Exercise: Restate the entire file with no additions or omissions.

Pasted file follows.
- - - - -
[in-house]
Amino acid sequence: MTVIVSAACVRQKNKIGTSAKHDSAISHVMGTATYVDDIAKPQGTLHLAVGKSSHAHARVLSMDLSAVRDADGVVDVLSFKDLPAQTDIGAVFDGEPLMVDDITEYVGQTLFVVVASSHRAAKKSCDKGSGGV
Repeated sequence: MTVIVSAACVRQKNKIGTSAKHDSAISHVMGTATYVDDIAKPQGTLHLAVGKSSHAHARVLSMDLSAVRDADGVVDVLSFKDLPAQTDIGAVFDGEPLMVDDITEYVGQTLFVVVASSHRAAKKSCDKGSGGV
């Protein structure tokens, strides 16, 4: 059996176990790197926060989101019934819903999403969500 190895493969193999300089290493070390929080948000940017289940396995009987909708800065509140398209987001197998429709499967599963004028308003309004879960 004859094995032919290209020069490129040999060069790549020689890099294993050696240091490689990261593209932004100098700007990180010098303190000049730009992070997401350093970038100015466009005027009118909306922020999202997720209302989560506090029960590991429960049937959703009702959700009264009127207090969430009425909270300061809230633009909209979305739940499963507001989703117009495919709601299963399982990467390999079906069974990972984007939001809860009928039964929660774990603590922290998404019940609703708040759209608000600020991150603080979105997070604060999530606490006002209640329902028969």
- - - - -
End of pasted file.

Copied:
[in-house]
Amino acid sequence: MTVIVSAACVRQKNKIGTSAKHDSAISHVMGTATYVDDIAKPQGTLHLAVGKSSHAHARVLSMDLSAVRDADGVVDVLSFKDLPAQTDIGAVFDGEPLMVDDITEYVGQTLFVVVASSHRAAKKSCDKGSGGV
Repeated sequence: MTVIVSAACVRQKNKIGTSAKHDSAISHVMGTATYVDDIAKPQGTLHLAVGKSSHAHARVLSMDLSAVRDADGVVDVLSFKDLPAQTDIGAVFDGEPLMVDDITEYVGQTLFVVVASSHRAAKKSCDKGSGGV
């Protein structure tokens, strides 16, 4: 059996176990790197926060989101019934819903999403969500 190895493969193999300089290493070390929080948000940017289940396995009987909708800065509140398209987001197998429709499967599963004028308003309004879960 004859094995032919290209020069490129040999060069790549020689890099294993050696240091490689990261593209932004100098700007990180010098303190000049730009992070997401350093970038100015466009005027009118909306922020999202997720209302989560506090029960590991429960049937959703009702959700009264009127207090969430009425909270300061809230633009909209979305739940499963507001989703117009495919709601299963399982990467390999079906069974990972984007939001809860009928039964929660774990603590922290998404019940609703708040759209608000600020991150603080979105997070604060999530606490006002209640329902028969």